Sookton’s Trufax: Cooking

Some things are just facts, my friend Laura likes to call them “trufax.” Today’s blog post is the first of my Trufax posts and it features cooking.

Trufax: Learning to Cook Takes Observation, Patience and Experimentation

When I graduated college and hit the real world as a bright-eyed and bushy-tailed 21-year old, I thought I knew it all…until I hit the kitchen. Boo and I had moved in together and were excited to start our new lives. Everything was going fine except for when it came to meal time. After about a week of ramen noodles, pizza and Chinese take-out it suddenly dawned on me: I was eating like a college student. But, wait a minute, I am NOT a college student! I am a sophisticated, grown ass adult. I mean check out this glass of wine and huge new living quarters? Clearly I am no student anymore. So why was I eating like one?

Well cooking like a grown ass adult was much harder than it seemed. My first solution was to glue myself to the TV screen and watch every episode of Rachel Ray’s 30 minute meals that they could possibly air. Maybe a little Paula, a smidge of Flay, but mostly Miss Ray. What I liked about her was that she simplified things and she didn’t cook meals that took 6 hours to prepare.

The first few experiments in the kitchen could rival the slop you find in a science lab. They tasted horrible, I had no idea what I was doing, but Boo ate them up anyway and smiled saying, “mm that was good. Yes lovely.” I knew they were not. But it was encouraging that he acted like he liked the meals. It was also encouraging that we didn’t die.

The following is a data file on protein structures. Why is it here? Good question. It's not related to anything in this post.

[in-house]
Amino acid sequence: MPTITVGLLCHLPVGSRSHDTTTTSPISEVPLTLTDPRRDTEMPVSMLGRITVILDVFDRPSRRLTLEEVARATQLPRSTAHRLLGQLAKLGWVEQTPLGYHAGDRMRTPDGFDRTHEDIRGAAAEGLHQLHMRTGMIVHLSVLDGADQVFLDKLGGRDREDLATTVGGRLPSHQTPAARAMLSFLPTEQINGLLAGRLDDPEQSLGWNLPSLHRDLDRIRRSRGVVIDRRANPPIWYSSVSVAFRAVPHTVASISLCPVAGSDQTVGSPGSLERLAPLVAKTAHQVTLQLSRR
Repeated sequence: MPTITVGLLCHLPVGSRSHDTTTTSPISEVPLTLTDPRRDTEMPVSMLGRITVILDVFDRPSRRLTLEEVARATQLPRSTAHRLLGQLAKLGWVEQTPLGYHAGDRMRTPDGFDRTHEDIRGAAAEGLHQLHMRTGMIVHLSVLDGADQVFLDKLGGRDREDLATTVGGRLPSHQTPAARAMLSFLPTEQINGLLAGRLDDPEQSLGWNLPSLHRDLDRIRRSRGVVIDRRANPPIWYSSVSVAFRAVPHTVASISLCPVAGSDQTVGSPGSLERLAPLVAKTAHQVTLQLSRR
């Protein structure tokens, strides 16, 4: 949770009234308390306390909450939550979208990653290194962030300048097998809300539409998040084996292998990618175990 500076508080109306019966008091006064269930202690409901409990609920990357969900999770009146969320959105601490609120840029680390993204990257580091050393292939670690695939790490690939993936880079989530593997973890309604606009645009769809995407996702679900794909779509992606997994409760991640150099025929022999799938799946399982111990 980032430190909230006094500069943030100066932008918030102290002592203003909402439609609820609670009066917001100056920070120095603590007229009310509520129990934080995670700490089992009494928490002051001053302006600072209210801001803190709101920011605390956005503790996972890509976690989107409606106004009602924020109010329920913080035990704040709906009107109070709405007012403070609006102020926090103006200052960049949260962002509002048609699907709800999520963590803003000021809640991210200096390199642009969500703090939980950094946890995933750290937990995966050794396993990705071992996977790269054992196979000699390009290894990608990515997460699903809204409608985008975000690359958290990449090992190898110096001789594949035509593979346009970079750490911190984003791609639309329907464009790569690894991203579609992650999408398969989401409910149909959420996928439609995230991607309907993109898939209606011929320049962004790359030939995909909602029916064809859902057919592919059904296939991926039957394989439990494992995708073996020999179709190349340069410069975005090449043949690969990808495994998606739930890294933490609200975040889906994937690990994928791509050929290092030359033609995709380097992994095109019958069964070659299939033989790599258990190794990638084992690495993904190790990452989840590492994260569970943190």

After a while I started watching my friends cooking. And asking questions. One of the biggest lessons I learned is that cooking takes patience. You can’t expect something to be ready in 3 minutes. This is not the drive up window. Real cooking takes time.

Over the years I started to get better and better. I tried different recipies and stayed exactly to their specifications. But as I got better I started experimenting, playing around with flavors and spices. The more I experimented, the better the dish.

And now I can finally say I am a far cry from the fresh-out-of-college cook. I know my spices, I have patience, and I still love discovering a new recipe. Not that we don’t enjoy a great pizza night every now and then.

 

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